TFH: January 31, 1970 in Vietnam – Two Heroes

On January 31, 1970 during the Vietnam War, two heroic Americans – one Marine, one Soldier – went above and beyond the call of duty to save the lives of their wounded comrades in separate actions. Both were decorated with the United States’ highest honor. Continue reading TFH: January 31, 1970 in Vietnam – Two Heroes


TFH 1/17: Colonel Robert F. Wilke, USAF

In January 1968, the 602nd Tactical Fighter Squadron (Commando) flew their A-1 Skyraider attack planes from Udorn Royal Thai Air Force Base on missions against the communist enemy in Vietnam. They were most typically used for close air support and as escorts on search and rescue missions for downed airmen.

On January 16 & 17, 1968, Colonel Robert Frederick Wilke was supporting an ultimately successful mission to rescue two downed fliers. He placed his aircraft at extreme risk to accomplish the mission and was shot down. For his gallantry, he was decorated with our Nation’s second-highest honor: the Air Force Cross.

From Military Times’ Hall of Valor:

AFC-200pxThe President of the United States of America, authorized by Title 10, Section 8742, United States Code, takes pride in presenting the Air Force Cross (Posthumously) to Colonel Robert Frederick Wilke, United States Air Force, for extraordinary heroism in connection with military operations against an opposing armed force as an A-1E Skyraider pilot of the 602d Tactical Fighter Squadron (Commando), Udorn Royal Thai Air Base, Thailand, in action on 16 and 17 January 1968. On these dates, Colonel Wilke participated in the successful combat recovery of two downed aircrew members and commanded an effort to recover two other downed pilots. The latter attempted recovery required a penetration of and flight beneath an extremely low overcast condition. With complete disregard for his own safety, Colonel Wilke executed a slow spiral maneuver into the cloud formation, broke out beneath the overcast, and initiated his search in mountainous terrain with extremely limited air space. As he was conducting this low-level search in a heavily defended hostile environment, intense ground fire was being directed toward his aircraft and resulted in his being shot down over hostile territory. Through his extraordinary heroism, superb airmanship, and aggressiveness in the face of hostile forces, Colonel Wilke reflected the highest credit upon himself and the United States Air Force.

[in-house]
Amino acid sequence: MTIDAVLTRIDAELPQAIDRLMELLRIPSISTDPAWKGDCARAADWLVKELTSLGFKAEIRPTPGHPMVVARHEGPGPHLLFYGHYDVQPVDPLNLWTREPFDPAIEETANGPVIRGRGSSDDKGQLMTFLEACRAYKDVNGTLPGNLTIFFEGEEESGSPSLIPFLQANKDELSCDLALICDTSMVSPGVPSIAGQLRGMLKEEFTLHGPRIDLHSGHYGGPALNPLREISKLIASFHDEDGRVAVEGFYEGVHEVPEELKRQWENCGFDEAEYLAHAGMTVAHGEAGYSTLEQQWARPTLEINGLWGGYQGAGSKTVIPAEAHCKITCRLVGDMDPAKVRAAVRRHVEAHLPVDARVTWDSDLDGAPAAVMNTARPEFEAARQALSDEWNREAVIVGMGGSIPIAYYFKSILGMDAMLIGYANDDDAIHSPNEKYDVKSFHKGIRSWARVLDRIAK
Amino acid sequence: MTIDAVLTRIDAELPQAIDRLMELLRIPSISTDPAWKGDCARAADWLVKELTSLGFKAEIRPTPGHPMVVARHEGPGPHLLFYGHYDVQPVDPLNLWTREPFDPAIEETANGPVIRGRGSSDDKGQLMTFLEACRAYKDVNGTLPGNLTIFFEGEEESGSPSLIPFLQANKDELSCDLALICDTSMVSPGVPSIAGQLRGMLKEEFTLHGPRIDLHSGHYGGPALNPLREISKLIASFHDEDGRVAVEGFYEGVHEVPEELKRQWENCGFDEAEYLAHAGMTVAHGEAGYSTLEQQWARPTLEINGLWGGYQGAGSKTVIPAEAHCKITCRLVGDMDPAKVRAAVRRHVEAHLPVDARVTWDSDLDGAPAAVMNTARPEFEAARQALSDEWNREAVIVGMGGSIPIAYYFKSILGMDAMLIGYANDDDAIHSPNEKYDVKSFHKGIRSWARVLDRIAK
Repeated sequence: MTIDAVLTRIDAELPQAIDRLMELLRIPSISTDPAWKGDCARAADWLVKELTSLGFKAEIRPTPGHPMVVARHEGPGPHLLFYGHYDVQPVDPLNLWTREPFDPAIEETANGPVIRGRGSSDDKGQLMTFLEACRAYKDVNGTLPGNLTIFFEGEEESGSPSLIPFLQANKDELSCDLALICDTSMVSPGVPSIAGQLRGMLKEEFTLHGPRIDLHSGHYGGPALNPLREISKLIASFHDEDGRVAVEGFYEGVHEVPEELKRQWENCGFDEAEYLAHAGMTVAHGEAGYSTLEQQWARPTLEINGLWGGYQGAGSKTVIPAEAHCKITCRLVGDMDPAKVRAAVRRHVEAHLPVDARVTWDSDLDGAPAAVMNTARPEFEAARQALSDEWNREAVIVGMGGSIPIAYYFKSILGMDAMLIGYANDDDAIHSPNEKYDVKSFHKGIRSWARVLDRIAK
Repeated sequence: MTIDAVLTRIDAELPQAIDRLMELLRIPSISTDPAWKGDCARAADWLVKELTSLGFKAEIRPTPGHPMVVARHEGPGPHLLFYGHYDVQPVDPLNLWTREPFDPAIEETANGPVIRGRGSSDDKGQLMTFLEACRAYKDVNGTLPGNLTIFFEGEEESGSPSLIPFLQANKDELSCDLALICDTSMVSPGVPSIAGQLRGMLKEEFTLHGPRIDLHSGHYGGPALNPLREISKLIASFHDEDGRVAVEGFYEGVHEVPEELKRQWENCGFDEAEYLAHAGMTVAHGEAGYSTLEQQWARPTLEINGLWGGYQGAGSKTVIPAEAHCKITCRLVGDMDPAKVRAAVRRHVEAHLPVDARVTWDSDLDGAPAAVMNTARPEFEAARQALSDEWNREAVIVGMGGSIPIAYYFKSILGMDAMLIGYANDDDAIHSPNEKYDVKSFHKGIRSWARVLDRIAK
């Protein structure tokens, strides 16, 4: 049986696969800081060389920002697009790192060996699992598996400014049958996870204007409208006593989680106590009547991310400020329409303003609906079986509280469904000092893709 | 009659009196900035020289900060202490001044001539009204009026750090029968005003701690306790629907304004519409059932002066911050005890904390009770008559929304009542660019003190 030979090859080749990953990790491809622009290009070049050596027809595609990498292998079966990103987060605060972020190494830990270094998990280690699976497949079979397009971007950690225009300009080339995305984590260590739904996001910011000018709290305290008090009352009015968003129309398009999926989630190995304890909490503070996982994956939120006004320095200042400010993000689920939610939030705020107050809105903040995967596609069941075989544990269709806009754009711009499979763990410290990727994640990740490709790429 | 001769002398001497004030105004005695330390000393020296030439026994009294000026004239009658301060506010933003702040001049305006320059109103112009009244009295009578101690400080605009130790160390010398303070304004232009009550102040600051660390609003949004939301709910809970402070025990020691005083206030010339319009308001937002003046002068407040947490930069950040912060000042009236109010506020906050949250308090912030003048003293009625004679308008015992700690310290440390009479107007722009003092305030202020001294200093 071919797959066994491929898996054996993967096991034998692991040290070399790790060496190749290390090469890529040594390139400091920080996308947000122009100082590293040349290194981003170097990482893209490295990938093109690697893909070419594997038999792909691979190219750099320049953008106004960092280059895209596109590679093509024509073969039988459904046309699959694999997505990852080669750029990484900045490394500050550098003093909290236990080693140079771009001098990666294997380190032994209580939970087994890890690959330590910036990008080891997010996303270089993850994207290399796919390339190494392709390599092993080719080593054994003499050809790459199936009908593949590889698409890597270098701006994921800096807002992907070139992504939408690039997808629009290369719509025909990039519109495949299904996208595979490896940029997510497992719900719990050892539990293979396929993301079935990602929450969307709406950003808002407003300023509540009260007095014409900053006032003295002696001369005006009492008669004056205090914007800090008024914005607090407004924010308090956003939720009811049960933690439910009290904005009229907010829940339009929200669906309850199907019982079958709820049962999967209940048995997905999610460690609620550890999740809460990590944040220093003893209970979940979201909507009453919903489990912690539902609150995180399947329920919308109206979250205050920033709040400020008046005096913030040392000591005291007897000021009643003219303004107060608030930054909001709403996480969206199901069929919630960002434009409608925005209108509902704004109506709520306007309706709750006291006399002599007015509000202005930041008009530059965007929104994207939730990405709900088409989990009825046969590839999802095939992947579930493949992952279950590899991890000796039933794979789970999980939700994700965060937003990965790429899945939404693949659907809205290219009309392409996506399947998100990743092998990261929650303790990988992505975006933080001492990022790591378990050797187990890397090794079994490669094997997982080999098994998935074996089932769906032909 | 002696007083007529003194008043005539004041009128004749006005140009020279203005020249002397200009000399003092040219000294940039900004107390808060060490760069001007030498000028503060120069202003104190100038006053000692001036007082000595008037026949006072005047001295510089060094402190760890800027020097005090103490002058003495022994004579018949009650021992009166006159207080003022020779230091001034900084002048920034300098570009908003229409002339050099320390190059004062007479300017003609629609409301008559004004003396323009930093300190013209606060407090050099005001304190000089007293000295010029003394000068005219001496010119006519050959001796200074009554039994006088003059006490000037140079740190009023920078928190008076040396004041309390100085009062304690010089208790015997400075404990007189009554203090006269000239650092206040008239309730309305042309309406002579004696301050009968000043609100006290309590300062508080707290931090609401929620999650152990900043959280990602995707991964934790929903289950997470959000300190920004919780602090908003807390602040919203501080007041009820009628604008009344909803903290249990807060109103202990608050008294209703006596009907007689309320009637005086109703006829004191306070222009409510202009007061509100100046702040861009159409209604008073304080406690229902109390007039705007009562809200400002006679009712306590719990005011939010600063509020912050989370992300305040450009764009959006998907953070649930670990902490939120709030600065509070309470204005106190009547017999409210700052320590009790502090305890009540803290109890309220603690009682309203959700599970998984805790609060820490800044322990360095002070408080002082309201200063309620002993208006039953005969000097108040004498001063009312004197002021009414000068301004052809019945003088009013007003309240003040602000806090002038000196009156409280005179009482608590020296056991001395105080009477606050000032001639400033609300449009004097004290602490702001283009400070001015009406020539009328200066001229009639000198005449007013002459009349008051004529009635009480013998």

Robert Wilke’s remains have never been recovered. He is listed on Panel 34E, Line 65 of the Vietnam Veterans Memorial. In addition to his Air Force Cross, he was also decorated twice with the Distinguished Flying Cross for his skill in aerial combat.



TFH 12/5: Major Thomas E. Dayton, USAF

The US Air Force’s 22nd Special Operations Squadron was based in Thailand during the Vietnam War, flying the A-1 Skyraider. They flew interdiction missions over the Ho Chi Minh Trail, and also supported other operations, such as the rescue of downed aircrews.

On December 5-7, 1969 one gallant airman would not leave a downed comrade to the hands of the enemy. He repeatedly exposed his plane to ground fire at great risk to himself and because of his skill and courage, the rescue was ultimately successful. That airman was Major Thomas E. Dayton, and for his heroism, he received our Nation’s second-highest honor: the Air Force Cross.

Continue reading TFH 12/5: Major Thomas E. Dayton, USAF